By Celinda Lake
Wednesday, March 4, 2009
Hillary Clinton made women's history with her presidential bid last year. But with female lawmakers still scarce, pollster Celinda Lake probes the data about voter attitudes and gives aspiring female officeholders some key advice.
(WOMENSENEWS)-- As I reflect on Women's History Month and the gains we have made in the political world, I see a future with plenty of room to improve.
Yes, more women hold elected office; yes, there is still work to be done.
While over two-thirds of adults think that, in general, women and men make equally good political leaders, women are only 17 percent of U.S. Congress. Of the 50 states, female governors lead only eight.
Voters point to many reasons for the lag in female officeholders, including a lack of receptiveness to such women as well as a sense of different standards for male and female candidates.
Last year's campaign by Hillary Clinton for the Democratic presidential nomination and Sarah Palin for the vice presidency on the GOP ticket may move the needle on that. Those candidates showed women can make serious bids. They are expected to mightily inspire other women to run for office.
Yet the low numbers of women in office and some polling data still speak to the challenge that remains.
According to a study conducted by the Pew Research Center, June 16-July 16, 2008, among 2,250 adults nationwide, a majority of Americans think the country is not ready to elect a woman as president (51 percent say this is a major reason), while more than 4-in-10 say women in politics are held back by men.
A sizable proportion of Americans--roughly 4-in-10--also see discrimination against women as a major factor in the scarcity of high-ranking female lawmakers.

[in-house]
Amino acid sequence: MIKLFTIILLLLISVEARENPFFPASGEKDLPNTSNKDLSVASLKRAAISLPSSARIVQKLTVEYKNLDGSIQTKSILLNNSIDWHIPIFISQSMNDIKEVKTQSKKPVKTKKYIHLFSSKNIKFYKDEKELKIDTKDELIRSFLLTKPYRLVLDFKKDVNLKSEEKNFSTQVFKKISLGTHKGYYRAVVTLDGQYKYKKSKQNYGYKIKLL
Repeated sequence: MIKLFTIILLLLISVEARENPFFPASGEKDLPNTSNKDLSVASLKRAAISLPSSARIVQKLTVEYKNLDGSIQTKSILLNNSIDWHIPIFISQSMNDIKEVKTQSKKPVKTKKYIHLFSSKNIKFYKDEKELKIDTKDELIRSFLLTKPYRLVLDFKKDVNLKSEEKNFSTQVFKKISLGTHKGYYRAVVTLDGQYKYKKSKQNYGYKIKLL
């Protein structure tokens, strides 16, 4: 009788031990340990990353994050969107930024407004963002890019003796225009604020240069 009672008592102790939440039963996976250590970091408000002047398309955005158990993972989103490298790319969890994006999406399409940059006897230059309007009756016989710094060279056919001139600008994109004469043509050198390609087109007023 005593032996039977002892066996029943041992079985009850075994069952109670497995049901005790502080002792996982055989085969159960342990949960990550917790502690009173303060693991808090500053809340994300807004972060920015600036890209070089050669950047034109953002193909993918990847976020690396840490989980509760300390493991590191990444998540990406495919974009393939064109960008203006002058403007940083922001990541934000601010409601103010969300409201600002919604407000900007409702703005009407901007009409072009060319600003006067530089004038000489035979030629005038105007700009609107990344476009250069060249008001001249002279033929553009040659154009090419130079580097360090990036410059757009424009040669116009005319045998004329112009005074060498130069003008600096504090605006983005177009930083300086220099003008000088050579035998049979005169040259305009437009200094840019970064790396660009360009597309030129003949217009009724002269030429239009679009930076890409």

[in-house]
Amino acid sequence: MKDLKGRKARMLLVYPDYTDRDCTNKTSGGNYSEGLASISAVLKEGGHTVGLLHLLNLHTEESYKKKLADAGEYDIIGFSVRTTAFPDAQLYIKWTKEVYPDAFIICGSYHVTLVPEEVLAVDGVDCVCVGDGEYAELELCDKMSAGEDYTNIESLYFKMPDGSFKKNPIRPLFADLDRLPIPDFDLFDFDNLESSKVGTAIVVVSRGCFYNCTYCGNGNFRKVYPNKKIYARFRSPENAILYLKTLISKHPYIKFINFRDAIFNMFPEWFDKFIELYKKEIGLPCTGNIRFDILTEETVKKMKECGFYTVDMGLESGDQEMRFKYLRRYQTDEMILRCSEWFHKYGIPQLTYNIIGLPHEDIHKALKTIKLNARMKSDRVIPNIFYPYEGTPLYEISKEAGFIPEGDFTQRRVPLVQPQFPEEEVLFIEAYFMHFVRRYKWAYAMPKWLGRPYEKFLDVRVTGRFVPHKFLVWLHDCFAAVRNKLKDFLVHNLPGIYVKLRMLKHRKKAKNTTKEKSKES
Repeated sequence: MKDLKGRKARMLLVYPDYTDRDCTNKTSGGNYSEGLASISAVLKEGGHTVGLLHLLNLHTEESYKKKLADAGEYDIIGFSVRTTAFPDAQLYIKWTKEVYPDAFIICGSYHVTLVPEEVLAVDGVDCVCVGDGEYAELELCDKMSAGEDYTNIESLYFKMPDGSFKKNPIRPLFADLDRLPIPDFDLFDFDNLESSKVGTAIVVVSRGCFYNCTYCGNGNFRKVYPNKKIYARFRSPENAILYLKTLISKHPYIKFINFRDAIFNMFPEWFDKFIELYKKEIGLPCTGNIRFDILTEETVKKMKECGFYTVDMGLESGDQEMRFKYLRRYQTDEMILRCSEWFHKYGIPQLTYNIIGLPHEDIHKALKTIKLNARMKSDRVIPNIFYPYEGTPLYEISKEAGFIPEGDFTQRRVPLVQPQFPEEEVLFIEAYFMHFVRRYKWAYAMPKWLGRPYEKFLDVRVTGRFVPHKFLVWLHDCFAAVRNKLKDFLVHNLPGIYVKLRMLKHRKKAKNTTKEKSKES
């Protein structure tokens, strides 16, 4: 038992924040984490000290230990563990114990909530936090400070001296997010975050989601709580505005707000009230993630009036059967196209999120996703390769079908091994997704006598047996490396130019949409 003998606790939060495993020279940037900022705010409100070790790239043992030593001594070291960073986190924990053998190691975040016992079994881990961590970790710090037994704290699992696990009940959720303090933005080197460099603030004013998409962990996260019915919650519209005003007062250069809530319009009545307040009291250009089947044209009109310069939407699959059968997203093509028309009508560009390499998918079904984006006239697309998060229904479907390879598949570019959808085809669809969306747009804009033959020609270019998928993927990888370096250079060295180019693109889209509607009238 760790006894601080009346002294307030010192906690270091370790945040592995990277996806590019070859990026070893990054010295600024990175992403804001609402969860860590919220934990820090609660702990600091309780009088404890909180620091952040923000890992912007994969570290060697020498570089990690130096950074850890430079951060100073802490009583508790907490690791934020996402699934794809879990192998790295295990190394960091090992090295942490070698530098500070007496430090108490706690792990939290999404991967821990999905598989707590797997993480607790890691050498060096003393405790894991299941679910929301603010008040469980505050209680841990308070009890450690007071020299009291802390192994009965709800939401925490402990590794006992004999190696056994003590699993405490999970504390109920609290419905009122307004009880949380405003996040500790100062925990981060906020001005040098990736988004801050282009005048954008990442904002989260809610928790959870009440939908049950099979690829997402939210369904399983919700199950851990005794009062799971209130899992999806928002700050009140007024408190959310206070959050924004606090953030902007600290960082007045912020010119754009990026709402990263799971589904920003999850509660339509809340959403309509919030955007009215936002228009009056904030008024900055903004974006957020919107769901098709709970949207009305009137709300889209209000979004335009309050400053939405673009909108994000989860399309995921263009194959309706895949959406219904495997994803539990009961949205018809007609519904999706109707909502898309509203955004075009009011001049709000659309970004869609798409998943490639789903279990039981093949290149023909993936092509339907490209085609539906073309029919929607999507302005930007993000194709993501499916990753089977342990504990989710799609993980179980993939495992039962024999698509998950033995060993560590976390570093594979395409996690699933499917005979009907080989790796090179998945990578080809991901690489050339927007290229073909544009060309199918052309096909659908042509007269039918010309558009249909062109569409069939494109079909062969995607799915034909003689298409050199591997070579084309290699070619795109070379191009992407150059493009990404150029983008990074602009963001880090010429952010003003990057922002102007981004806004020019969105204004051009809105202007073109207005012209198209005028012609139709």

While men and women agree that these are the inhibitors to female leadership, women hold this view more intensely.
On the idea that the country is not ready to elect a woman, 56 percent of women call this a major factor versus 46 percent of men. On the idea that women are held back by men there is again a perception gender gap, with 48 percent of women holding this view compared with 37 percent of men. When it comes to discrimination against women you find 45 percent of women seeing it that way compared to 30 percent of men.
A Lifetime Television survey conducted after the November 2008 elections asked women about the requirements for male and female candidates. An overwhelming 65 percent said that men and women are held to different standards. When running for elective office, only 29 percent said requirements were the same.and women are held to different standards. When running for elective office, only 29 percent said that the requirements were the same. This phone survey was conducted by Lake Research Partners and WomanTrend, a division of the polling company, on behalf of Lifetime Television from November 21-24, 2008. It included a nationally representative sample of 600 women ages 18 and older.
Women considered it more challenging for female candidates to be taken seriously by media and the voters. Seventy nine percent of women said men had less trouble expressing their seriousness to the electorate and 71 percent said it was less difficult for them to convince the media of their legitimacy.
Despite all this, the public does not think women should stay away from elected office.
In other research, we have found that voters want the best candidate, male or female.
In the Pew study, a strong majority of respondents, 69 percent, rate women and men as equally good political leaders. Only 21 percent prefer men, while 6 percent favor women.